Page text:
Good weekend, good racing.  Really looking forward to September 10 and 11th weekend in Hampton.

Tuesday, August 3, 2010

Training with Power, The ibike

Remember this post almost 2 years ago?

Power Meters. What's your opinion?

I was struggling with the idea of sticking with an ibike power meter that had been given to me or go with something more street tested like a PowerTap.

While what I decided was to stick with the ibike:

Mine doesn't look quite like that one.  I have one of the first generation ibike.  Like I was saying, that question and opinions were given nearly 2 years ago.  Since then I have been using the ibike.  Let me rephrase that, I have been riding with the ibike.  I say it like that because I haven't truly trained with power like a lot of racers do.  I don't believe in using power as the only tool, but I have started to really buy into it as a very valuable tool.  I once heard someone at a time trial claim that they didn't know why they did so poorly,  after all he kept his power numbers exactly where they needed to be.  That was someone who was using power as his only tool.

Real recently I went out and bought the Hunter Allen book:

One of the primary reasons I bought it was to get a better understanding on how to use power to train some of the racers I coach.   Especially going into this next off-season I wanted to have a good understanding and control over the proper amount of work needed to prepare for next racing season.

What this book did for me was to open my eyes to the possibilities my own power meter could do.  I understood my power and had a pretty good understanding and grasp of my own levels.  I also had a good understanding about how to train those levels.  What I didn't know was the features that would allow me to do this better.

I just discovered that the ibike has an interval feature.  I simply put my intervals into the computer and send them to my ibike.  When I am ready to perform them I push a button.  It tells me what watts I need to maintain, whether I am high or low, and time remaining of the interval.  Simple.  No worrying about trying to remember the numbers yourself.  The only thing I wish it had was sound (and maybe it does and I haven't figured out how to turn it on yet).  I wish it would have beeped me to tell me when my interval was done.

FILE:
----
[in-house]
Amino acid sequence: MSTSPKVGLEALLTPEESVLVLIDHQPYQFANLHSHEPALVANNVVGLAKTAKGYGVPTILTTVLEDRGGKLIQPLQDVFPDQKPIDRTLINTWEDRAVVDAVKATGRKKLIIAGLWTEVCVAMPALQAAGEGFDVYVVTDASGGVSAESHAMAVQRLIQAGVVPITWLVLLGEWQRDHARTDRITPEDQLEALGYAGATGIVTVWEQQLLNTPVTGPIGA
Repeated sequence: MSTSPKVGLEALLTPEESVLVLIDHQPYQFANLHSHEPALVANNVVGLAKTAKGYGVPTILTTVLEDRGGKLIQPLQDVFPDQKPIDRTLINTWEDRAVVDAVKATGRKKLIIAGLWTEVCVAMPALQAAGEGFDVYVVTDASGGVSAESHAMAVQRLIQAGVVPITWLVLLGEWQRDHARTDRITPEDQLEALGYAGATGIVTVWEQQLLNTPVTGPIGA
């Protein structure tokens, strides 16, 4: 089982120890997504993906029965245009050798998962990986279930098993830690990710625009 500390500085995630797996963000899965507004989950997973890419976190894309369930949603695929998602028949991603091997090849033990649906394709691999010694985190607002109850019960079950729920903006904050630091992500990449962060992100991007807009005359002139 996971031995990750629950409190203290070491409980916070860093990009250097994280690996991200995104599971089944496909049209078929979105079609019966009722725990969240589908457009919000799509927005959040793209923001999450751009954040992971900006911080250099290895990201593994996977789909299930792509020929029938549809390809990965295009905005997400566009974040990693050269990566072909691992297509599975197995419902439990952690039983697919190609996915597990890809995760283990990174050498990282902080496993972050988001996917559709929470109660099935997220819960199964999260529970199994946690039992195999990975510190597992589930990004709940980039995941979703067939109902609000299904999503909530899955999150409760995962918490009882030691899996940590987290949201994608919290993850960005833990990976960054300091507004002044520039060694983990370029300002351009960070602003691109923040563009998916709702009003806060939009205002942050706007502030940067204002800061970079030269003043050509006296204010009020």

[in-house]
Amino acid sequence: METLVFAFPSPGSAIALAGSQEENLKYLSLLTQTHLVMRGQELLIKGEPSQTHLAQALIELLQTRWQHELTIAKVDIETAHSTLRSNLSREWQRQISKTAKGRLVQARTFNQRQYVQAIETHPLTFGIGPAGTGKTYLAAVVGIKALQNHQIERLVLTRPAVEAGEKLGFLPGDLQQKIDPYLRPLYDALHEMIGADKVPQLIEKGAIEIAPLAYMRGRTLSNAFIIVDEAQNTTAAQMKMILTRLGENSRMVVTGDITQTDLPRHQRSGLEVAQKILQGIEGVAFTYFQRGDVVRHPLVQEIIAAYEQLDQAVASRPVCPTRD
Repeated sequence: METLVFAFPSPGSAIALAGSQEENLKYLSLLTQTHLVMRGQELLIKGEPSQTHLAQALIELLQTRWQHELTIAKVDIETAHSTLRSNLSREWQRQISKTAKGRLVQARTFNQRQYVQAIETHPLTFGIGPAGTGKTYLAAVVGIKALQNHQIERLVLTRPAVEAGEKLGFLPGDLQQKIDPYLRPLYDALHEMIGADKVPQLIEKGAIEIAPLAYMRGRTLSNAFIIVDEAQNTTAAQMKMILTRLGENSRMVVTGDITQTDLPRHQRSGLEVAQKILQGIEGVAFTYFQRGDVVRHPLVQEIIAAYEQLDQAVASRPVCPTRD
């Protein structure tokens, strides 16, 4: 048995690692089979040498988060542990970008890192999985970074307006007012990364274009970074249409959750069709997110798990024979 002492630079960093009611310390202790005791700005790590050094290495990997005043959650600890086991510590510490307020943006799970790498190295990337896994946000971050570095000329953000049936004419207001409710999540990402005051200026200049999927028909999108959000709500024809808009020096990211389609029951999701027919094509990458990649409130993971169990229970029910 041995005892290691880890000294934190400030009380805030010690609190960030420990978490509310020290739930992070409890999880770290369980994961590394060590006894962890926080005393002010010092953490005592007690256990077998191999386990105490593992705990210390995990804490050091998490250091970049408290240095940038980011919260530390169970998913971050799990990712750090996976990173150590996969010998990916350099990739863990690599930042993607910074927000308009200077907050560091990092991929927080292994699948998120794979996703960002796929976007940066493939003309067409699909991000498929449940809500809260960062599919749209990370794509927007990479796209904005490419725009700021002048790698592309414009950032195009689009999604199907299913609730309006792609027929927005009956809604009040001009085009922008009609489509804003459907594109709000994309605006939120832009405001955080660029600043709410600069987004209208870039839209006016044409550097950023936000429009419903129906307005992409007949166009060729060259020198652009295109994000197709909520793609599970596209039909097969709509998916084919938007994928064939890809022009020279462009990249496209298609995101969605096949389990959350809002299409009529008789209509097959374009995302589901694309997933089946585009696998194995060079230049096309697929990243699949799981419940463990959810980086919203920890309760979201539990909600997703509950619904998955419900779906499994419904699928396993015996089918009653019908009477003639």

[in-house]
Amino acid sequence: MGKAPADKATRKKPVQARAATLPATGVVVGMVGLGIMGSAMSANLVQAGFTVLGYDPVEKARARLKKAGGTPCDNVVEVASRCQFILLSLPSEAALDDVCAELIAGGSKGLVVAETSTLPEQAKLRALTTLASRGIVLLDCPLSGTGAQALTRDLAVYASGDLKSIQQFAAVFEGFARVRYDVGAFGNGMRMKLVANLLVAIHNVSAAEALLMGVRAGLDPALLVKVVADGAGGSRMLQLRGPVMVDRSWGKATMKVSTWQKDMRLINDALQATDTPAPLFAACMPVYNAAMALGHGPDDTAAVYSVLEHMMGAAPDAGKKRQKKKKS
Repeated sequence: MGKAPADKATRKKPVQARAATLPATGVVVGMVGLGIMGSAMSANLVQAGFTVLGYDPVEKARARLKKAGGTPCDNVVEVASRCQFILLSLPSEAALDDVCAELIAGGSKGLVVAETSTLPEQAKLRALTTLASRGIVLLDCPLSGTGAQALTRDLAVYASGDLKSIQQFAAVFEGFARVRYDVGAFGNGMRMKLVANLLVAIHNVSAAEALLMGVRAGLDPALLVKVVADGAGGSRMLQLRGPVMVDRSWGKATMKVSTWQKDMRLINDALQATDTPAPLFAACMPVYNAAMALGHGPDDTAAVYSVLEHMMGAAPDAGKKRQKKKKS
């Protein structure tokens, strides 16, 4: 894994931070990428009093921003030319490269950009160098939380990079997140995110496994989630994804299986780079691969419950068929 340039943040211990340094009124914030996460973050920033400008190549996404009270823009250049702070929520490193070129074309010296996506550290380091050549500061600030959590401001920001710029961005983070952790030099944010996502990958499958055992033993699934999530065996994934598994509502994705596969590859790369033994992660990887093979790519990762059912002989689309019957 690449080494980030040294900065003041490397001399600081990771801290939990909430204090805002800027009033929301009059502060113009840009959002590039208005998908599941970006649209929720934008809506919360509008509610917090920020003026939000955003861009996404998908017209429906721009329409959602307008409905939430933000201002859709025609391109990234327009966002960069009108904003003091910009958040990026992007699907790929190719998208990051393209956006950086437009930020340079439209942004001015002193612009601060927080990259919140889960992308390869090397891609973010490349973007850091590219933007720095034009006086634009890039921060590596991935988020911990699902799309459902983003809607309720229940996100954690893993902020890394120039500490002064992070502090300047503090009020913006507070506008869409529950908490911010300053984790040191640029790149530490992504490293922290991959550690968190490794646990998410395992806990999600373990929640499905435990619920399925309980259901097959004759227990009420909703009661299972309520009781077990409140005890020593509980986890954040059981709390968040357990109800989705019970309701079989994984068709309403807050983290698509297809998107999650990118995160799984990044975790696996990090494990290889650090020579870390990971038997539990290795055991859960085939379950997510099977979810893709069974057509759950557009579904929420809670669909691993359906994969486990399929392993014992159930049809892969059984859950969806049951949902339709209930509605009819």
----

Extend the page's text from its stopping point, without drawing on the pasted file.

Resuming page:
The book I bought gave me a lot of information about how to analyze the data.  I was excited to try some of this but discovered that the program that comes with the ibike doesn't do a great job at some of the stuff.  It does not do a distribution of power graph.  Also something that surprised me a little was that when I down loaded the data after my interval training today, the data was not separated or even marked where my intervals were.  I know that it is easy for me to see based on the graph so that was not a problem, but I also had a subtrip on this ride.  The first part of my ride was with one of my young junior racers and the second half was my intervals.  So I did a subtrip.  I assumed that when I down loaded the data that the place of the subtrip would have been marked.  It was not.  Once again maybe not a big deal because I could look on my computer and see exactly what time was dedicated to the subtrip and highlight that time.  I guess it is the little things.

Now that I am excited about training with power and I have a huge amount of possibilities with workouts to train different systems I think it is time to upgrade my ibike.  I will probably stick with the ibike but I want a wireless with HR and cadence.  I also would like to upgrade the head unit also to be able to put two profiles on it so I can get a second set up for my TT bike.  But for now the priority is the rear mounted sensors so I can use the trainer function for the upcoming cold months.

If you have any tips or comments about the ibike please feel free to leave them.